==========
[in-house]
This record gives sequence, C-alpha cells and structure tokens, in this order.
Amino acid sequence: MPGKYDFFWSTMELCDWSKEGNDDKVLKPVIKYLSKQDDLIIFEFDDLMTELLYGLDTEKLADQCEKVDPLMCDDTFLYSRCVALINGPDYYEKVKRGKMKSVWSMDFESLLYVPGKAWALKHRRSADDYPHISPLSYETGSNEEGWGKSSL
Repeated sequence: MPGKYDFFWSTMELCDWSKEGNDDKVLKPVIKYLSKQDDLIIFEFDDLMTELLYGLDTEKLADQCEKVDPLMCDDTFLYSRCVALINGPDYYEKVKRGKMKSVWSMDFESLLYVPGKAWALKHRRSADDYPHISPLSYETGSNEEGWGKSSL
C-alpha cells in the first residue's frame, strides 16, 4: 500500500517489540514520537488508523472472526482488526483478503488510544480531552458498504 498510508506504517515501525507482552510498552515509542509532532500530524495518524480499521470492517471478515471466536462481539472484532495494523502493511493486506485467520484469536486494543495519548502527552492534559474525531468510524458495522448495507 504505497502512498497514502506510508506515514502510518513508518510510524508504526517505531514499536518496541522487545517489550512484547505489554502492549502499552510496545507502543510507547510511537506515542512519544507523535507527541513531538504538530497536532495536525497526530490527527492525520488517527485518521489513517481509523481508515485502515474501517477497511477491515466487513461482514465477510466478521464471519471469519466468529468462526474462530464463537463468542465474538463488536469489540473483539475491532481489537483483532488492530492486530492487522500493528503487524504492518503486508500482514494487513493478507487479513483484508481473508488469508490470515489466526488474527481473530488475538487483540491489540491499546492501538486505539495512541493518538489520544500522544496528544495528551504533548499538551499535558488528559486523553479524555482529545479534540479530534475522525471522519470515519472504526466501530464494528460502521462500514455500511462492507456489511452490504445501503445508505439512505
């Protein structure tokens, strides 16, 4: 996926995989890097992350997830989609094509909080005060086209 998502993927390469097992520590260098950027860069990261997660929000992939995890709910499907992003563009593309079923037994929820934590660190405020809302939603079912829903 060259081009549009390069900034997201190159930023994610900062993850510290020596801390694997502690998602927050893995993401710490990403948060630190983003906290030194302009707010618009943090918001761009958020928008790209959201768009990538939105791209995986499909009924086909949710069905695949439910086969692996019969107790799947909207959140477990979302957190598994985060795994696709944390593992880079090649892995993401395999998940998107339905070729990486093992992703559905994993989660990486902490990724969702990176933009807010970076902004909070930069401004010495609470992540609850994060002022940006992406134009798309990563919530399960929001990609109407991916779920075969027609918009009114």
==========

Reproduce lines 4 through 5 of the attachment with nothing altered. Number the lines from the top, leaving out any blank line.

Repeated sequence: MPGKYDFFWSTMELCDWSKEGNDDKVLKPVIKYLSKQDDLIIFEFDDLMTELLYGLDTEKLADQCEKVDPLMCDDTFLYSRCVALINGPDYYEKVKRGKMKSVWSMDFESLLYVPGKAWALKHRRSADDYPHISPLSYETGSNEEGWGKSSL
C-alpha cells in the first residue's frame, strides 16, 4: 500500500517489540514520537488508523472472526482488526483478503488510544480531552458498504 498510508506504517515501525507482552510498552515509542509532532500530524495518524480499521470492517471478515471466536462481539472484532495494523502493511493486506485467520484469536486494543495519548502527552492534559474525531468510524458495522448495507 504505497502512498497514502506510508506515514502510518513508518510510524508504526517505531514499536518496541522487545517489550512484547505489554502492549502499552510496545507502543510507547510511537506515542512519544507523535507527541513531538504538530497536532495536525497526530490527527492525520488517527485518521489513517481509523481508515485502515474501517477497511477491515466487513461482514465477510466478521464471519471469519466468529468462526474462530464463537463468542465474538463488536469489540473483539475491532481489537483483532488492530492486530492487522500493528503487524504492518503486508500482514494487513493478507487479513483484508481473508488469508490470515489466526488474527481473530488475538487483540491489540491499546492501538486505539495512541493518538489520544500522544496528544495528551504533548499538551499535558488528559486523553479524555482529545479534540479530534475522525471522519470515519472504526466501530464494528460502521462500514455500511462492507456489511452490504445501503445508505439512505